1. Introduction: Why Environment Matters cont.
Hence in every domain, by creating or supporting healthy norms, prevention programs help to positively influence the environment within which a child grows and develops. Karol Kumpfer enumerates critical principles of successful prevention programs. In order to be effective, prevention must be comprehensive; evidence-based; responsive to the needs, lifestyles, cultures and other characteristics of the participants; well-timed and appropriately-paced; focus on changing behaviors by teaching skills and involving peer role models; and include follow-up. The first principle of successful prevention programming is to be comprehensive, which means that it will target the primary domains and create enduring change in the social environment. (Kumpfer 2003)
By teaching the child drug resistance skills, social skills, and relevant knowledge, and by modeling and fostering healthy attitudes, the prevention professional and prevention program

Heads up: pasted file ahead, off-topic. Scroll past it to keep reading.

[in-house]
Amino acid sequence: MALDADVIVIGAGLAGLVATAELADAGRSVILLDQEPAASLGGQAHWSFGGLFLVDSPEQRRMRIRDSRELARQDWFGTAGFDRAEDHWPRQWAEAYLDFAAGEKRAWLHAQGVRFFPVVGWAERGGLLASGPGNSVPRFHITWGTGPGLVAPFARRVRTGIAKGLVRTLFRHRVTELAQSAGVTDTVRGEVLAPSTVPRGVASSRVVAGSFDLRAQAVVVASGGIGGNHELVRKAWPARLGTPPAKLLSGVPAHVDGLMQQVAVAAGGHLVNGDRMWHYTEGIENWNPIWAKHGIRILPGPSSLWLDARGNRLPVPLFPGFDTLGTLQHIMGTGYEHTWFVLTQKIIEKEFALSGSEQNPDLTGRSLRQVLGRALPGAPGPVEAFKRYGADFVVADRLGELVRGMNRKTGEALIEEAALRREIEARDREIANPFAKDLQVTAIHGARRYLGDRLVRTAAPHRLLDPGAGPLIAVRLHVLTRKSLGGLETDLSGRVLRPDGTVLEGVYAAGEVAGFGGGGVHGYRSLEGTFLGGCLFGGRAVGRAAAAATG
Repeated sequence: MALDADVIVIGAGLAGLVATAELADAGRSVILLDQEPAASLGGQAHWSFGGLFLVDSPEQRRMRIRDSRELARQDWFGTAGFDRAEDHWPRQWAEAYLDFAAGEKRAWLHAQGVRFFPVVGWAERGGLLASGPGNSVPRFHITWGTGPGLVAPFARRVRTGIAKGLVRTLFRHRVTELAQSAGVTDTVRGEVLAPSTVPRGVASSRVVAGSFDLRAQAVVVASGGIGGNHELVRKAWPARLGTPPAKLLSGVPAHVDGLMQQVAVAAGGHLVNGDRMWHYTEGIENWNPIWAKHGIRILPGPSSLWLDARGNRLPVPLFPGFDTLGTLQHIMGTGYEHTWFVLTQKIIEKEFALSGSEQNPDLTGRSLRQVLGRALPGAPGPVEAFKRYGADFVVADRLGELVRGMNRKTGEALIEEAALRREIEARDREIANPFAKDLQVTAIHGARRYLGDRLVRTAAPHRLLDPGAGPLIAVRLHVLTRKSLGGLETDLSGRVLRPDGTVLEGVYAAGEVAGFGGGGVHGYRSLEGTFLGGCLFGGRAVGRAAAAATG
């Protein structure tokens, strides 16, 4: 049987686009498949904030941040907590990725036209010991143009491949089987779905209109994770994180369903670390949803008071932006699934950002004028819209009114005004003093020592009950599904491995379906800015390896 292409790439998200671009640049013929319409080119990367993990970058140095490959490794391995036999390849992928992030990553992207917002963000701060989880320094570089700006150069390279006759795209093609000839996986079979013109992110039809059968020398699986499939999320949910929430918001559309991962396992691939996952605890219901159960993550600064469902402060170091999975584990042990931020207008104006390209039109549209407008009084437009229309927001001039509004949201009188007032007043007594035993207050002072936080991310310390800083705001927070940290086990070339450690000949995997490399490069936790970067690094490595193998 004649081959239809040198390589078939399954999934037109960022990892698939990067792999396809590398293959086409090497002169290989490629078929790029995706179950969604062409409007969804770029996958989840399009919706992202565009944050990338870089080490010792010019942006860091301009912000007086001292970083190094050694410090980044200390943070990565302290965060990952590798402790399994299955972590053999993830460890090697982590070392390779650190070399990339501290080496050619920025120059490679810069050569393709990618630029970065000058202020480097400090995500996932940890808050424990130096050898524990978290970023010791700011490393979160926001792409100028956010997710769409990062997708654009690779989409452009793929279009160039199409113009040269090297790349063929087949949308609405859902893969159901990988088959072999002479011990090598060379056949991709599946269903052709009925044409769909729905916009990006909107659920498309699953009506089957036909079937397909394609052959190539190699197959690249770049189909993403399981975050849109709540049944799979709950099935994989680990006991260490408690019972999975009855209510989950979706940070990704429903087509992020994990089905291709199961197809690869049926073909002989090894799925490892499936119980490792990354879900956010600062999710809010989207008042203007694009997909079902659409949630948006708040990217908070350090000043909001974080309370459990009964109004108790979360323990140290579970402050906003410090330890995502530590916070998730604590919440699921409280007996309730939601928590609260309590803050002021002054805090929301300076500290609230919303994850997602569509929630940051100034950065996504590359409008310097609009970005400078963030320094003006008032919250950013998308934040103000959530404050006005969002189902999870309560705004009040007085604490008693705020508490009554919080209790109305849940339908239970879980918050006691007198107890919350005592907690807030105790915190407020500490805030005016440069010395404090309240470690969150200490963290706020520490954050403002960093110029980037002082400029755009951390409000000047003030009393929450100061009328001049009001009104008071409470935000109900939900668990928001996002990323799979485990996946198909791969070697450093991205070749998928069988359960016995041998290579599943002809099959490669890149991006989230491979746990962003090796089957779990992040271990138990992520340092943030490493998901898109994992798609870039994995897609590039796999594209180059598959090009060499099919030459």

impact the individual and her/his environment. All of the six strategies outlined by CSAP  (Hogan, et al. 2003:30-39) aim to achieve a healthy, drug-free lifestyle. Taken as a group, used in an integrated manner based on the unique characteristics of the community or target audience and their circumstances, these strategies contribute to changing community norms.
In order to have maximum effectiveness, prevention needs to be carried out with sensitivity and in such a way that behaviors change. Adding knowledge and changing attitudes are not enough. Behavioral patterns must be broken. New behaviors must be practiced. Norms must be altered. (Kumpfer ) When prevention professionals select the prevention strategies that are most
 The six strategies enumerated by the Center for Substance Abuse Prevention in The Prevention Primer (1993), elaborated upon by Brounstein, et al (Western CAPT, 1998), and elaborated upon in Hogan, et al., are: 1. Dissemination of Information, 2. Prevention Education, 3. Alternative Activities, 4. Community-Based Processes, 5. Environmental Approaches, and 6. Problem Identification and Referral.